Max-Planck-Institut für Informatik
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Welcome to the Oncogene project website.

Cancer is a disease of the genome. Somatic activation of proto-oncogenes and inactivation of tumor suppressor genes by gene copy number alterations, genomic rearrangements and subtle sequence alterations (mutations) such as point mutations and small insertions and deletions cause genetically encrypted alterations of intracellular signaling pathways that the tumor cell becomes "addicted" to. This concept of oncogene addiction has been empowered by the notion that genetically activated oncogenes are ideal targets for anti-cancer drugs: the Her2-targeted antibody trastuzumab shrinks tumors in women with ERBB2/Her2-amplified breast cancer; the Abl/ Kit/ PDGFR inhibitor imatinib induces responses in patients with chronic myeloid leukemia carrying the Bcr/Abl translocation as well as in gastrointestinal stromal tumors with mutations in KIT or PDGFRA; finally, EGFR-mutant lung tumors show sensitivity to the EGFR inhibitors gefitinib and erlotinib. This clinical success has sparked systematic efforts to comprehensively annotate the genomes of all major human cancer types. Given the role of mutations that activate proto-oncogenes in large fractions of cancers, these efforts are particularly focused on re- sequencing of coding exons of human genes. These cancer genome re-sequencing projects have in some cases reached the dimension of all fully annotated genes in the human genome. Thus, we are expecting a complete compendium of human oncogene mutations in the near future. However, no mechanisms currently exist to explore the functional consequences of these mutations in a systematic fashion in order to pinpoint the signaling perturbations that are irreversibly wired by such lesions in the tumor cell and in patients. Such approaches are, however, essential for translating cancer genomics discoveries into clinical care and for advancing the development of novel molecular treatment strategies.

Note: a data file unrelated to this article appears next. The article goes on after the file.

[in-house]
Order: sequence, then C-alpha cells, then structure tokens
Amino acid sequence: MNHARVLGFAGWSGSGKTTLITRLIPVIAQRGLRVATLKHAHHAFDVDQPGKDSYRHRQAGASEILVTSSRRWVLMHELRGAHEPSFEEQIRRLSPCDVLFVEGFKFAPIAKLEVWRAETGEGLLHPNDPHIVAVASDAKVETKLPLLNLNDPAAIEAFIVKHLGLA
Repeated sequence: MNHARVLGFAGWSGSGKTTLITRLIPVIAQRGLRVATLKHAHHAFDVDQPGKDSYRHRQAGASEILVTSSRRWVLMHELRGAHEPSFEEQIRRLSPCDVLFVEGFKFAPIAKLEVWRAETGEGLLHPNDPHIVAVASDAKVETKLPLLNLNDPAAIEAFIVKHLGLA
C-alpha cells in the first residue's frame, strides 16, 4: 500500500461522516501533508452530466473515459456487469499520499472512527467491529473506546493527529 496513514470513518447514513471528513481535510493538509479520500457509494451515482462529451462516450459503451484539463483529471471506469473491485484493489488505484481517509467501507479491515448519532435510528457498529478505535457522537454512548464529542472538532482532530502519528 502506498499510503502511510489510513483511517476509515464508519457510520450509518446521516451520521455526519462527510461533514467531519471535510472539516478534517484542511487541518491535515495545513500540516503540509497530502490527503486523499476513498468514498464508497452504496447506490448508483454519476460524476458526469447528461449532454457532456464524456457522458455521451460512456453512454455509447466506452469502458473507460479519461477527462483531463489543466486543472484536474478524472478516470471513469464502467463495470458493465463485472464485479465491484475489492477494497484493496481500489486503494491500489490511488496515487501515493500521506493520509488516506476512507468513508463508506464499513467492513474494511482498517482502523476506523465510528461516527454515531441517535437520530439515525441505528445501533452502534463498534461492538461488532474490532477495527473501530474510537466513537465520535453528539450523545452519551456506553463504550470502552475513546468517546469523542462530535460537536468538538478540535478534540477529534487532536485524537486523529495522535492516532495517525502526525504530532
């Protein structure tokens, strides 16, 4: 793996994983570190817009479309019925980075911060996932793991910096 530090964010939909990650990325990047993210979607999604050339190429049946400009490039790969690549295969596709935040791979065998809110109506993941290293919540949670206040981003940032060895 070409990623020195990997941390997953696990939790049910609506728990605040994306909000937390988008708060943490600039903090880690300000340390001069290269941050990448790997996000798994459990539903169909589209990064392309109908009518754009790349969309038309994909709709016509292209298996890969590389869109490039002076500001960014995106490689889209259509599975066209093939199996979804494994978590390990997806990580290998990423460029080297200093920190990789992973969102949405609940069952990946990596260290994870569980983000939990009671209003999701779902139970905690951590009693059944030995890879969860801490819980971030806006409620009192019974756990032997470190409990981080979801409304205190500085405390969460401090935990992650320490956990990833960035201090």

Our research consortium ONCOGENE DEPENDENCIES follows a two-sided approach to help translate cancer genome discoveries into clinical practice. This approach includes establishment of sensitive lesion detection for the deployment in clinical diagnostics and personalized treatment of cancer patients and the development of methods that afford in-depth cellular and biochemical characterization of oncogenic lesions in cellular models.

The implementation of somatic genetic diagnostics into clinical routine will enable connecting molecular findings to clinical phenotypes elicited by treatment with targeted cancer therapeutics. On the other hand, in depth cellular and biochemical analyses of oncogenic mutants will enable pinpointing critical signaling pathways in order to advance target validation and drug discovery.
News and publications
Analysis of Compound Synergy in high-throughput Cellular Screens by Population-Based Lifetime Modelling. - Plos One January, 2010
Identifying genotype-dependent eficacy of single and combined PI3K- and MAPK- pathway inhibition in cancer. - PNAS August 27, 2009
Predicting drug susceptibilityof non-small cell lung cancers based on genetic legions - J. Clin. Invest. 2009
PTEN Loss Contributes to Erlotinib Resistance in EGFR-Mutant Lung Cancer by Activation of Akt and EGFR. - Cancer Res April 15, 2009.
Systematic RNA interference reveals that oncogenic KRAS-driven cancers require TBK1 - Nature November 5, 2009
See the complete list of publications here.